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J Clin Invest. 2001 Nov;108(9):1321-30.

Histone deacetylase inhibitors induce remission in transgenic models of therapy-resistant acute promyelocytic leukemia.

Author information

1
Molecular Biology Program and Department of Pathology, Memorial Sloan-Kettering Cancer Center, Sloan-Kettering Division, Graduate School of Medical Sciences, Cornell University, New York, New York 10021, USA.

Abstract

Acute promyelocytic leukemia (APL) is associated with chromosomal translocations, invariably involving the retinoic acid receptor alpha (RAR alpha) gene fused to one of several distinct loci, including the PML or PLZF genes, involved in t(15;17) or t(11;17), respectively. Patients with t(15;17) APL respond well to retinoic acid (RA) and other treatments, whereas those with t(11;17) APL do not. The PML-RAR alpha and PLZF-RAR alpha fusion oncoproteins function as aberrant transcriptional repressors, in part by recruiting nuclear receptor-transcriptional corepressors and histone deacetylases (HDACs). Transgenic mice harboring the RAR alpha fusion genes develop forms of leukemia that faithfully recapitulate both the clinical features and the response to RA observed in humans with the corresponding translocations. Here, we investigated the effects of HDAC inhibitors (HDACIs) in vitro and in these animal models. In cells from PLZF-RAR alpha/RAR alpha-PLZF transgenic mice and cells harboring t(15;17), HDACIs induced apoptosis and dramatic growth inhibition, effects that could be potentiated by RA. HDACIs also increased RA-induced differentiation. HDACIs, but not RA, induced accumulation of acetylated histones. Using microarray analysis, we identified genes induced by RA, HDACIs, or both together. In combination with RA, all HDACIs tested overcame the transcriptional repression exerted by the RAR alpha fusion oncoproteins. In vivo, HDACIs induced accumulation of acetylated histones in target organs. Strikingly, this combination of agents induced leukemia remission and prolonged survival, without apparent toxic side effects.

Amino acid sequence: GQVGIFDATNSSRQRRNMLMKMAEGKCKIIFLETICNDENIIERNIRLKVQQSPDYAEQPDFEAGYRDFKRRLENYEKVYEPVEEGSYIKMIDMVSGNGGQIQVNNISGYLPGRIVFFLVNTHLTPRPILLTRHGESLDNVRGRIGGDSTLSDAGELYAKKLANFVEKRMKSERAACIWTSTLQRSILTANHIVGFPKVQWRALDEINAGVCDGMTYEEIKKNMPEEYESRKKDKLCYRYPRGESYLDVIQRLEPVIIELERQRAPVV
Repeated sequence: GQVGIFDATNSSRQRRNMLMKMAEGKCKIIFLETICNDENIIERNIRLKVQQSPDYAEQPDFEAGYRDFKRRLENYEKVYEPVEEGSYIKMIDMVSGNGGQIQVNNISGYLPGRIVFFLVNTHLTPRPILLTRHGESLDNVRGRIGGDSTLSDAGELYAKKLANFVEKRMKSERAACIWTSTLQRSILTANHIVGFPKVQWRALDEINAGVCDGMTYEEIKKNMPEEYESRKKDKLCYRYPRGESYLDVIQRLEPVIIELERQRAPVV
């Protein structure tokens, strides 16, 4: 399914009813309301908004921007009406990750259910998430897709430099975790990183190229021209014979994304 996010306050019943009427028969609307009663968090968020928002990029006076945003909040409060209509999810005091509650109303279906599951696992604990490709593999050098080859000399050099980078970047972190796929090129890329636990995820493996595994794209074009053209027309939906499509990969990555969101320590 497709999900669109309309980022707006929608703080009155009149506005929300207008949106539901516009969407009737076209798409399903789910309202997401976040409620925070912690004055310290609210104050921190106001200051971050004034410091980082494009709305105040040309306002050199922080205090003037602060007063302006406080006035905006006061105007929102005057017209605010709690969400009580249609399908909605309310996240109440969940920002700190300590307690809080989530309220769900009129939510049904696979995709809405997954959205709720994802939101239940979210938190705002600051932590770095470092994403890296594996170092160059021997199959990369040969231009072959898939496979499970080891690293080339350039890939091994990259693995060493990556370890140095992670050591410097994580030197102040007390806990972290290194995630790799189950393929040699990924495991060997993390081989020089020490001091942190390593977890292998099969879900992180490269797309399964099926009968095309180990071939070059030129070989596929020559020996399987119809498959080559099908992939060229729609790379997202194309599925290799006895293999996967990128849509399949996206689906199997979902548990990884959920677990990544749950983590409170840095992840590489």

PMID:
11696577
PMCID:
PMC209432
DOI:
10.1172/JCI11537
[Indexed for MEDLINE]
Free PMC Article

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